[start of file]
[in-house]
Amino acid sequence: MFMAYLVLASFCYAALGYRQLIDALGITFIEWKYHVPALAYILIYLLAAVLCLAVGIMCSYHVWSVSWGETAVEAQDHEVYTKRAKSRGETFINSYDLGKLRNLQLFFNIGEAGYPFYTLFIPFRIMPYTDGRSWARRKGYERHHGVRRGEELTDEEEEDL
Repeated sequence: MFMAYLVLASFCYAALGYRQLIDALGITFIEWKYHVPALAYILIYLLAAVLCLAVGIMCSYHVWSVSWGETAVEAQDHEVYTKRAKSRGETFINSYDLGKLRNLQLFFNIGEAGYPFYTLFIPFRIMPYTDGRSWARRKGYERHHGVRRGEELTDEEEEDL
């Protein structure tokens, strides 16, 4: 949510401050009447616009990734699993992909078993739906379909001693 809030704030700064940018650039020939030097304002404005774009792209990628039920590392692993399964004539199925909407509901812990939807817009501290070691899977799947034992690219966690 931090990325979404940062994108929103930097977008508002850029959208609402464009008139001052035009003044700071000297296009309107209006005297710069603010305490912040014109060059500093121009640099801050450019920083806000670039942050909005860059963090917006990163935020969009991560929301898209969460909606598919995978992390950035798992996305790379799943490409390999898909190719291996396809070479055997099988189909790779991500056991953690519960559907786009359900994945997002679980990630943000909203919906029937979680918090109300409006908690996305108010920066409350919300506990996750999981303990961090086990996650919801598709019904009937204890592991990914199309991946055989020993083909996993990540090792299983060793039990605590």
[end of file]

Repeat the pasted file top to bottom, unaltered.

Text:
[in-house]
Amino acid sequence: MFMAYLVLASFCYAALGYRQLIDALGITFIEWKYHVPALAYILIYLLAAVLCLAVGIMCSYHVWSVSWGETAVEAQDHEVYTKRAKSRGETFINSYDLGKLRNLQLFFNIGEAGYPFYTLFIPFRIMPYTDGRSWARRKGYERHHGVRRGEELTDEEEEDL
Repeated sequence: MFMAYLVLASFCYAALGYRQLIDALGITFIEWKYHVPALAYILIYLLAAVLCLAVGIMCSYHVWSVSWGETAVEAQDHEVYTKRAKSRGETFINSYDLGKLRNLQLFFNIGEAGYPFYTLFIPFRIMPYTDGRSWARRKGYERHHGVRRGEELTDEEEEDL
């Protein structure tokens, strides 16, 4: 949510401050009447616009990734699993992909078993739906379909001693 809030704030700064940018650039020939030097304002404005774009792209990628039920590392692993399964004539199925909407509901812990939807817009501290070691899977799947034992690219966690 931090990325979404940062994108929103930097977008508002850029959208609402464009008139001052035009003044700071000297296009309107209006005297710069603010305490912040014109060059500093121009640099801050450019920083806000670039942050909005860059963090917006990163935020969009991560929301898209969460909606598919995978992390950035798992996305790379799943490409390999898909190719291996396809070479055997099988189909790779991500056991953690519960559907786009359900994945997002679980990630943000909203919906029937979680918090109300409006908690996305108010920066409350919300506990996750999981303990961090086990996650919801598709019904009937204890592991990914199309991946055989020993083909996993990540090792299983060793039990605590």